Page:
The over-arching theme of this proposal is to train comprehensive imaging scientists in the skills necessary to identify clinically relevant problems; develop instrumentation, sensors, and contrast agents to form images appropriate for the problem; and analyze the resulting imaging data using signal processing, mathematical modeling, visualization, and informatics techniques to improve the prevention, detection, diagnosis, and treatment of human diseases. The program spans from molecular to cellular to tissue to organ. In order for imaging scientists to be knowledgeable of the full trajectory from image formation to analysis and decision-making, they must be trained in four core areas: Instrumentation, Devices, and Contrast Agents; Image processing; Modeling and Visualization; and Informatics. All students in the program are trained in the core concepts of these areas. The current training program is a two year pre-doctoral portfolio program. A total of 20 students have been admitted to the program. The proposed renewal will train another 16 students. The program includes off-campus externship research experiences and a wide-ranging professional development component. Imaging Science is an integral element of basic science research and clinical medicine. Imaging cell trafficking and receptor pharmacology in vivo have already led to targeted drug and gene therapies and an understanding of cellular biochemical pathways will contribute to new advances in medicine. Individualized medicine relies heavily on imaging techniques to select the best therapies and monitor progress. Although structural in situ human imaging is already a critical component of clinical medicine, many advances are needed in functional imaging of the brain and other organs to improve healthcare. President Obama has recently allocated $100M to research on brain mapping that relies heavily on imaging. We have identified a critical need for imaging scientists to develop new imaging instrumentation and apply that instrumentation with appropriate informatics and data mining. This training program will have a high impact on basic science and clinical medicine by providing the next generation of imaging scientists in academia, industry and national labs. This training program fills a criticl niche by providing highly skilled scientists who are trained in the broad trajectory of imaging science with a coherent training focus. This program intentionally has the breadth for our graduates to choose career pathways that require any or all aspects of imaging science. Understanding the interplay between the instrumentation and informatics is important for designing the next generation of hardware and software tools for quantifying structure and function in complex biological systems.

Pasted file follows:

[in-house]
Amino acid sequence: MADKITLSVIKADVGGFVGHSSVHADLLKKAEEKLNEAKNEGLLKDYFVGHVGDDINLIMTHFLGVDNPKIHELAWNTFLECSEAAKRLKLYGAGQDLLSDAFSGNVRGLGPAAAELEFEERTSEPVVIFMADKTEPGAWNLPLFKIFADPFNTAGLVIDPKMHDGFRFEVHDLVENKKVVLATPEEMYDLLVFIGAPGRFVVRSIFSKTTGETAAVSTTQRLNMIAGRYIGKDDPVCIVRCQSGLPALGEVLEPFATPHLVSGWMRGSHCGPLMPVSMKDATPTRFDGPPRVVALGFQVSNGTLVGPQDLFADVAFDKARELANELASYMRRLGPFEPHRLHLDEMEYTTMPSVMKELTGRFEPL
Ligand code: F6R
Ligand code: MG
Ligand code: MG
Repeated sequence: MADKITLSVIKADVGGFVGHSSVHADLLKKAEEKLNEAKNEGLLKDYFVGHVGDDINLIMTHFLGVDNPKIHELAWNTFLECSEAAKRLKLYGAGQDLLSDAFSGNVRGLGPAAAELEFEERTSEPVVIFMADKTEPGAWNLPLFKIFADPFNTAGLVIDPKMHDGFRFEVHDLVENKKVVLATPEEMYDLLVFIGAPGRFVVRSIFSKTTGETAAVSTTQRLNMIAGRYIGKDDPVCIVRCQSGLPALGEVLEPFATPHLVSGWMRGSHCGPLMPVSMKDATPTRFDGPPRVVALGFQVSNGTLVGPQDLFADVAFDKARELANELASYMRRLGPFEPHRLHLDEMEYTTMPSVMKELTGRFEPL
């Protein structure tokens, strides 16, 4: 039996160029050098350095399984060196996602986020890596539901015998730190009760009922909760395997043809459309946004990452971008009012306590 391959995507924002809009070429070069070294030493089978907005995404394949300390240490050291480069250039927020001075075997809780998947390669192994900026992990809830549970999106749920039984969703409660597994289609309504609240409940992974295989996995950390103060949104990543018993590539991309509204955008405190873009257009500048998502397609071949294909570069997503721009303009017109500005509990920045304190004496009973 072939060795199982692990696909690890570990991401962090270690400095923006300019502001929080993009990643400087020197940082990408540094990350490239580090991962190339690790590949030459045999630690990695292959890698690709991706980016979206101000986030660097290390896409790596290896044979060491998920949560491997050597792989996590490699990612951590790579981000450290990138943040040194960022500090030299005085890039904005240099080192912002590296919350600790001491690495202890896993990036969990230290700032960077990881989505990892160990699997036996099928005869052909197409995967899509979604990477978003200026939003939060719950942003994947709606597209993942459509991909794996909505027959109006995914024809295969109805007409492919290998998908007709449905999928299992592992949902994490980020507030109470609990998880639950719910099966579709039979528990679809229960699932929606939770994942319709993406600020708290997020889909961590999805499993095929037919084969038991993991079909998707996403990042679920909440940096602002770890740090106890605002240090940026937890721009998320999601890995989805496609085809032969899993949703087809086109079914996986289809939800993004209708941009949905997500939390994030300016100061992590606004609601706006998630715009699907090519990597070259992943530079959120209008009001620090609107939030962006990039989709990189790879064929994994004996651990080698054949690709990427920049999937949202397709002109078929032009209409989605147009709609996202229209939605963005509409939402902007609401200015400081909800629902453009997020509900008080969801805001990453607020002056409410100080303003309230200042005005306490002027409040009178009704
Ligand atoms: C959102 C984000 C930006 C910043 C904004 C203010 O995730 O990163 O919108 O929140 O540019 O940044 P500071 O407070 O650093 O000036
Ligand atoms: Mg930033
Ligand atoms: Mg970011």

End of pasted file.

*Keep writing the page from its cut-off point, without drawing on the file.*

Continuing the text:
Public Health Relevance

The over-arching theme of this program is to train 'comprehensive imaging scientists' in the skills necessary to identify clinically relevant problems and develop techniques to improve the prevention, detection, diagnosis, and treatment of human diseases. The global program outcome is for our students to acquire the skill set needed to improve healthcare through imaging science.

National Institute of Health (NIH)
National Institute of Biomedical Imaging and Bioengineering (NIBIB)
Institutional National Research Service Award (T32)
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Special Emphasis Panel (ZEB1)
Program Officer
Baird, Richard A
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University of Texas Austin
Biomedical Engineering
Biomed Engr/Col Engr/Engr Sta
United States
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